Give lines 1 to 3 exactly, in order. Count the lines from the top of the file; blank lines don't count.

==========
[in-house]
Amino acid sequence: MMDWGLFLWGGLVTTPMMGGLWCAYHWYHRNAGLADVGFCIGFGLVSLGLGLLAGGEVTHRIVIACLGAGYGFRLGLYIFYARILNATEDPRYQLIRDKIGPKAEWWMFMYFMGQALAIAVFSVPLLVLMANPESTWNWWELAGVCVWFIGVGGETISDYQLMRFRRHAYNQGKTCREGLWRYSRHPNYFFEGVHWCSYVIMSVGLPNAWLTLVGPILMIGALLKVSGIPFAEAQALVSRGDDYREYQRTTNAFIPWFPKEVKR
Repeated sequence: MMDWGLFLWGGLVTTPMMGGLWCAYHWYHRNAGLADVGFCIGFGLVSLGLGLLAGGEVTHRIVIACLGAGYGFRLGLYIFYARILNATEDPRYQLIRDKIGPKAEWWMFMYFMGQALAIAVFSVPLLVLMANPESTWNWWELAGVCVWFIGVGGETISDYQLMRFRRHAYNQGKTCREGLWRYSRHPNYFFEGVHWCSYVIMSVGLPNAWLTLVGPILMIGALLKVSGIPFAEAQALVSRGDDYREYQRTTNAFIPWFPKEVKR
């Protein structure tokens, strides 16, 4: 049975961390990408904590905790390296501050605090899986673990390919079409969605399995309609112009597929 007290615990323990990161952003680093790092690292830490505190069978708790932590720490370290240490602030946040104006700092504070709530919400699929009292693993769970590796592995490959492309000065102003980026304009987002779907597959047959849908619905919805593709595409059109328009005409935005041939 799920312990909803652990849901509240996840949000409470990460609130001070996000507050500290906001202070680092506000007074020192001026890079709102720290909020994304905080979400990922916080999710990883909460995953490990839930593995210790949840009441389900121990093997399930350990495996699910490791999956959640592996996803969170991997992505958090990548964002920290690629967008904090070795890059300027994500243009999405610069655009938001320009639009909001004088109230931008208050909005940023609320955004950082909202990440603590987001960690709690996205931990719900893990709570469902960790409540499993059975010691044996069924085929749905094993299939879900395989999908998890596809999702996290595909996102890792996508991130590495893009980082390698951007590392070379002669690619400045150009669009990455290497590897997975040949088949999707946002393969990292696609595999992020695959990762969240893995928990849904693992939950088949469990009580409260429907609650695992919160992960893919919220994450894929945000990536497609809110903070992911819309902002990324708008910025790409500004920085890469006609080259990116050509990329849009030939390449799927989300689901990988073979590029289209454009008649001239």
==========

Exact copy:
[in-house]
Amino acid sequence: MMDWGLFLWGGLVTTPMMGGLWCAYHWYHRNAGLADVGFCIGFGLVSLGLGLLAGGEVTHRIVIACLGAGYGFRLGLYIFYARILNATEDPRYQLIRDKIGPKAEWWMFMYFMGQALAIAVFSVPLLVLMANPESTWNWWELAGVCVWFIGVGGETISDYQLMRFRRHAYNQGKTCREGLWRYSRHPNYFFEGVHWCSYVIMSVGLPNAWLTLVGPILMIGALLKVSGIPFAEAQALVSRGDDYREYQRTTNAFIPWFPKEVKR
Repeated sequence: MMDWGLFLWGGLVTTPMMGGLWCAYHWYHRNAGLADVGFCIGFGLVSLGLGLLAGGEVTHRIVIACLGAGYGFRLGLYIFYARILNATEDPRYQLIRDKIGPKAEWWMFMYFMGQALAIAVFSVPLLVLMANPESTWNWWELAGVCVWFIGVGGETISDYQLMRFRRHAYNQGKTCREGLWRYSRHPNYFFEGVHWCSYVIMSVGLPNAWLTLVGPILMIGALLKVSGIPFAEAQALVSRGDDYREYQRTTNAFIPWFPKEVKR